‘Collective’ Plays Like Romanian ‘All The President’s Men’
New documentary screens through DGC@Home
Friday, November 27, 2020
“All the President’s Men” (1976)
“The Death of Mr. Lazarescu” (2005)
“12:08 East of Bucharest” (2006)
"Collective," now streaming through Digital Gym Cinema's DGC@Home, is the official Romanian entry for the Best Foreign Language Film Oscar. It is rare for a documentary to be submitted in this category but then this is not your typical documentary.
"Collective" begins with a fire that broke out in a Bucharest nightclub in 2015. But the fire that resulted in dozens of deaths is just the catalyst for a gripping documentary that plays out more like a thriller or perhaps a Romanian "All the President’s Men."
In the aftermath of the tragedy, Catalin Tolontan, a reporter at the Sports Gazette, discovers information exposing a seriously corrupt health system that was killing patients while rewarding many managers for turning a blind eye. In riveting detail the film takes us from the initial tragedy to the optimism inspired by a persistent team of journalists and a well-intentioned health minister. A free press is highlighted in a way to show its power to create change and to get information out to the public.
At one point Tolontan explains, "When the press bows down to the authorities, the authorities will mistreat the citizens" and this happens worldwide. At a time when President Trump likes to vilify the press and encourage others to do the same, it is refreshing to see a crowd chanting support for the press and a single reporter.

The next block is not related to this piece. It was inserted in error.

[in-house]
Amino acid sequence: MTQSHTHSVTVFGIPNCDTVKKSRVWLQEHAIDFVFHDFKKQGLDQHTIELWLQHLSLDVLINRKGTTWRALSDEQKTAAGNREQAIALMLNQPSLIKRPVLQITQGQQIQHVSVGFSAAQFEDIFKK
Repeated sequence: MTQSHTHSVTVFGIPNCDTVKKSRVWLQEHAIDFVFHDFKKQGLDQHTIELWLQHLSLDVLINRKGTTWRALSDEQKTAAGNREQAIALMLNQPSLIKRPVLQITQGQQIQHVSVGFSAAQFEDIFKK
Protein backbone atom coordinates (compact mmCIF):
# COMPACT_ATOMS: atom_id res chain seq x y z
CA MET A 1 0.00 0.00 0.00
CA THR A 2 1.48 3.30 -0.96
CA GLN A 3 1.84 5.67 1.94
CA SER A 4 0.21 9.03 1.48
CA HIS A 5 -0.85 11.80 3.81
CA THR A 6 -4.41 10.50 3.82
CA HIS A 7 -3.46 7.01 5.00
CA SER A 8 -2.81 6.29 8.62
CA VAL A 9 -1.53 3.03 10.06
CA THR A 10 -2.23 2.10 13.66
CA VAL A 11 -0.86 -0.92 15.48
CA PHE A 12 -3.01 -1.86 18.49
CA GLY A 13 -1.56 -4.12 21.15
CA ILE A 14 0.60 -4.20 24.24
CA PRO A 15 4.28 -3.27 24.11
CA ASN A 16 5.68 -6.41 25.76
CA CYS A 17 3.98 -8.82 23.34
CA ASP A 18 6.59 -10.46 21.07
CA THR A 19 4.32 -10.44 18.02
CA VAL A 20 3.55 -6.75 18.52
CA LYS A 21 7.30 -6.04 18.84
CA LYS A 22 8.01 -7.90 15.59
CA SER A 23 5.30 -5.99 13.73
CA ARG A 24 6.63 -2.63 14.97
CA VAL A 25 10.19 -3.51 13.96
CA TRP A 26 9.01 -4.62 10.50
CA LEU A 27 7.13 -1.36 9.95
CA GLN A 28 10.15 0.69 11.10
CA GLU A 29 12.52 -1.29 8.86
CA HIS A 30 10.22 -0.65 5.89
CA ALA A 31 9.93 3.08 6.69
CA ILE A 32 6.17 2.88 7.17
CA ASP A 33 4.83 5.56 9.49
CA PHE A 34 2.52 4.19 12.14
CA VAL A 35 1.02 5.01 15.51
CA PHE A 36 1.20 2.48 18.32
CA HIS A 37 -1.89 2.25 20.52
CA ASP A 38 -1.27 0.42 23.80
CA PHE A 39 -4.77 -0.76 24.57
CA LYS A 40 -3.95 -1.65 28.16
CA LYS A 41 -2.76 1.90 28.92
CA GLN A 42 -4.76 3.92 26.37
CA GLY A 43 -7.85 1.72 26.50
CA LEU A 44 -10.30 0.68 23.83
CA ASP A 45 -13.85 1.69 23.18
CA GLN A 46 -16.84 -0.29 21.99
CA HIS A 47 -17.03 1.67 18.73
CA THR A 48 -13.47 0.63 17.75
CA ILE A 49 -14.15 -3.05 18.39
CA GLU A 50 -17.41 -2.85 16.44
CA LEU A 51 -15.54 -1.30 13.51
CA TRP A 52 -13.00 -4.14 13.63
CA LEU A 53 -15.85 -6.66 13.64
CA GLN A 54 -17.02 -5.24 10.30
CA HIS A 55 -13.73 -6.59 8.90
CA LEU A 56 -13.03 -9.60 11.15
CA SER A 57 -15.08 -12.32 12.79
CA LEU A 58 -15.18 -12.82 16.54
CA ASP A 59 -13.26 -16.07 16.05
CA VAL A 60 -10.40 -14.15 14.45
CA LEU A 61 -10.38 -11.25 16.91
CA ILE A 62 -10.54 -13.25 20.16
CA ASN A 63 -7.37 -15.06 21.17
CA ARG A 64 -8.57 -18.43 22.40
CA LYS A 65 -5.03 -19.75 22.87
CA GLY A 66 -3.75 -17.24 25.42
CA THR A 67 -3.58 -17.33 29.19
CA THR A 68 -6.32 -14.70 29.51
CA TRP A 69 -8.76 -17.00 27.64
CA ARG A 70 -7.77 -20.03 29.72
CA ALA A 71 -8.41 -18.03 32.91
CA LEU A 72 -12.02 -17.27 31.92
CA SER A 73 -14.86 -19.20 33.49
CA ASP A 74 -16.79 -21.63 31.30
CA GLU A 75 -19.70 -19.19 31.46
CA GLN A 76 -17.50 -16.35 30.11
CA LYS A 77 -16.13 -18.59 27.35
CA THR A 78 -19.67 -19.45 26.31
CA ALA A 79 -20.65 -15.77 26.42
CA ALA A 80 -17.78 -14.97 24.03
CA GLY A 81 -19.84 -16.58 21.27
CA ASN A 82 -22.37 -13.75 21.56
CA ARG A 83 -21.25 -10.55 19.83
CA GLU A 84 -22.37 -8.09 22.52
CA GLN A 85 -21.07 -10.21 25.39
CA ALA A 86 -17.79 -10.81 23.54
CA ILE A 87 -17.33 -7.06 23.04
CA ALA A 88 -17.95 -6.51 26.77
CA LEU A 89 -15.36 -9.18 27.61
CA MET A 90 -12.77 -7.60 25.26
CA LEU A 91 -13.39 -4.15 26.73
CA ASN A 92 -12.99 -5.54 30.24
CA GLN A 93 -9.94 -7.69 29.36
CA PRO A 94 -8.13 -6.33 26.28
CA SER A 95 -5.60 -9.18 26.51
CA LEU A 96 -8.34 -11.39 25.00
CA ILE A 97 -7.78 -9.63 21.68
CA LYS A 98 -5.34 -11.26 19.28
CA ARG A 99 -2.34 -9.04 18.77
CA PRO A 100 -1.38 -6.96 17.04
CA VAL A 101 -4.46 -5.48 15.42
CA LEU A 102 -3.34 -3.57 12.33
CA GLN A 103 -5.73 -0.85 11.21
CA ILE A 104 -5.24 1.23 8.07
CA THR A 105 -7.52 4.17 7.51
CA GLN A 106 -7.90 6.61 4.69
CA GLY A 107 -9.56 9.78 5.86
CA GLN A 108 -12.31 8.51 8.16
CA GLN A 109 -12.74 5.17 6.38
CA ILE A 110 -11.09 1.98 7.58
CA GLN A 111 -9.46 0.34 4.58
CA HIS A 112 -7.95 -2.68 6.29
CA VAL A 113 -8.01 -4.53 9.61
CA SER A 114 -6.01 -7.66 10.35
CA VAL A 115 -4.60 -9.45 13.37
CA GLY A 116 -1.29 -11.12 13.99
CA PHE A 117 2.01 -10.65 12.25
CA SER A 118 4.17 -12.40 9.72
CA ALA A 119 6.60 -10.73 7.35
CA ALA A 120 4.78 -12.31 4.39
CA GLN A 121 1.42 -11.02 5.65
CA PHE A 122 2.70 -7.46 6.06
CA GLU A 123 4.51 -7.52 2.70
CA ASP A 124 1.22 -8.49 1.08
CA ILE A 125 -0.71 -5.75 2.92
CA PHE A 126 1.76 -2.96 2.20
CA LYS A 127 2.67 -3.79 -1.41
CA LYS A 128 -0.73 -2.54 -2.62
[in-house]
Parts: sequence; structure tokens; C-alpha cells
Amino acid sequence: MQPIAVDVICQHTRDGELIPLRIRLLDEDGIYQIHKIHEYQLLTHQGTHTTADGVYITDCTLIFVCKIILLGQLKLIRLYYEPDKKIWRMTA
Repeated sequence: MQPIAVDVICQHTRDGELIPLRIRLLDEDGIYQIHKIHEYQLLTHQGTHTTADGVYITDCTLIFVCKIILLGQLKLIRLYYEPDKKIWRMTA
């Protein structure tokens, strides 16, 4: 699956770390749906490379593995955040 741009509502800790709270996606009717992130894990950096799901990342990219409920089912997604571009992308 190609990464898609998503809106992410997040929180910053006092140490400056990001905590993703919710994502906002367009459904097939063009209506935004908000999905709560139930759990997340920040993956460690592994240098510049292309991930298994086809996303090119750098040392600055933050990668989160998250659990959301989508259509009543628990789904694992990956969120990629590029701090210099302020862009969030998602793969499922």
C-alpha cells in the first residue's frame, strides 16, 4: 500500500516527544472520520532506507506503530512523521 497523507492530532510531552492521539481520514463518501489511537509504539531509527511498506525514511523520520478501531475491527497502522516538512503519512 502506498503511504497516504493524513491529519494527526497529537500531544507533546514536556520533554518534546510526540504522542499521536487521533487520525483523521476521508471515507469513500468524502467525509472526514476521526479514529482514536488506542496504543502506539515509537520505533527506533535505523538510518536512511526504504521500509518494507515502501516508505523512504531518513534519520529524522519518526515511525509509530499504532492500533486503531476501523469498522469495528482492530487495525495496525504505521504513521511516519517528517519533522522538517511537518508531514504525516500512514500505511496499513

While Tolontan's efforts drive much of the film, director Alexander Nanau takes the time to follow other narrative threads. He introduces us to families grieving over loved ones lost in the fire or in the incompetent care of a burn unit that was using diluted disinfectant, which led to lethal bacterial infections in patients. He also follows Vlad Voiculescu who becomes a reforming Minister of Health trying to clean up decades of corruption in hospitals. But he meets resistance at almost every turn. At one point his frustration erupts as he notes that in any sane country you should be able to remove a product that kills rather then being stopped by laws and bureaucracy. There is even time for a fascinating look at Tedy Ursuleanu, a survivor of the fire who was badly injured yet inspires with her positive attitude.
But just as you allow yourself to start feeling like progress is being made, the film delivers a rather crushing blow as elections reveal that money and greed prove resistant to change. But that does not negate all the hopeful energy that came earlier but it does prove a sobering reminder that we have to be ever vigilant in watching over those in power.
"Collective" is a thoroughly engrossing and superbly crafted film that explores one country’s specific problems while also resonating universally in terms of addressing issues that affect people everywhere. Make an effort to check this one out.
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